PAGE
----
Some of the Afghans who have returned to Afghanistan from the two camps said they felt repatriation was the best option of the two alternatives offered to them. They also cited remote locations, lack of basic infrastructure, limited livelihood possibilities and the three-year duration of their permission to stay as reasons for not relocating.

UNHCR is aware of the complex challenges that the Government of Pakistan faces with regard to the camps. However, it is noteworthy that the majority of the Afghan population from Jungle Pir Alizai and Girdi Jungle camps, mostly women and children, originate from provinces seriously affected by the ongoing conflict in the south of Afghanistan.

Approximately one-third of the population of Jalozai camp originates from provinces where security is tenuous at best. At the recent Tripartite Commission meeting in Dubai, UNHCR underlined its concerns over Afghanistan's deteriorating security situation and limited absorption capacity. The three parties discussed the implications of these factors on the sustainable repatriation of the remaining 2.15 million registered Afghans in Pakistan.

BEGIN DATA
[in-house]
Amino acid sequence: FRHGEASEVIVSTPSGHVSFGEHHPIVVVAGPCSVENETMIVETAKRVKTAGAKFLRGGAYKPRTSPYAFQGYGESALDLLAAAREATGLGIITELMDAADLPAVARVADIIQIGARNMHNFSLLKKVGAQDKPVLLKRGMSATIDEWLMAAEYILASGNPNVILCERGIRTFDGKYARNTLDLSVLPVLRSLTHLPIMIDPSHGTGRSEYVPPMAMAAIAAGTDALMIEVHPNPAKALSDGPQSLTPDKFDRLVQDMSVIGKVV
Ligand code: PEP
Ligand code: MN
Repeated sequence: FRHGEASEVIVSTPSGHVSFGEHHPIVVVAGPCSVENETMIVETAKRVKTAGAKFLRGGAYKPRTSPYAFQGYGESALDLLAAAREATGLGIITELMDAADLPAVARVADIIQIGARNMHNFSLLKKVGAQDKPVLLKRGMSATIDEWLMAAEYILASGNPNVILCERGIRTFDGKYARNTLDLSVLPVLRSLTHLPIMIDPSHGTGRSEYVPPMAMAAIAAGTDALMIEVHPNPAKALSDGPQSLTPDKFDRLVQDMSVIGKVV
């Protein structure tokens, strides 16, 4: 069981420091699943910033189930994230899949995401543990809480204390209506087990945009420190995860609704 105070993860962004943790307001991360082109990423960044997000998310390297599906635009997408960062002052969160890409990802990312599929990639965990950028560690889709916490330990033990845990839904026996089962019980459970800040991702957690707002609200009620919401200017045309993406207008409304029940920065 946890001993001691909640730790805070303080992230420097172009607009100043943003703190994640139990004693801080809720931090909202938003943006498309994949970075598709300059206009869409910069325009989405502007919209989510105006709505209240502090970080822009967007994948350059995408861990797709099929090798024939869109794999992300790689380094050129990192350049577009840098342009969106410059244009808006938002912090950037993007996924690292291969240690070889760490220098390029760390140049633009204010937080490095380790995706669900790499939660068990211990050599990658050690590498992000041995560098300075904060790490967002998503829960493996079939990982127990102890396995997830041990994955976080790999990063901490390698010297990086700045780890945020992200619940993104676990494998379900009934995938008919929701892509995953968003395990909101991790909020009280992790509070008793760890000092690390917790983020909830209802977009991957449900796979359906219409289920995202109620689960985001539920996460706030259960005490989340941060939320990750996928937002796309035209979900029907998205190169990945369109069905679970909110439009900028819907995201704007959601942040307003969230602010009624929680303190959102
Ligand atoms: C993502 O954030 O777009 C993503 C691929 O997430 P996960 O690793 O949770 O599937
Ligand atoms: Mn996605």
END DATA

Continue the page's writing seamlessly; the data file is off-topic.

More than 3 million Afghans have been assisted home from Pakistan since UNHCR started facilitating voluntary returns in 2002, making it one of the largest repatriation operations in the world. This year 50,000 registered Afghans have voluntarily returned home from Pakistan, benefiting from the enhanced repatriation cash grant of US$100 average per person. An additional 200,000 unregistered Afghans also returned with the new assistance package.

We count on all parties to continue the camp consolidation process with full respect of voluntariness which has been a hallmark of this operation since 2002. Over 2.15 million were recently registered as Afghan citizens living temporarily in Pakistan, and given cards valid for three years. More than half of this population lives in urban areas. Some 84 percent said they had concerns about going home, mainly for reasons of security and access to land, shelter and livelihood opportunities.

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Rebuilding Lives in Afghanistan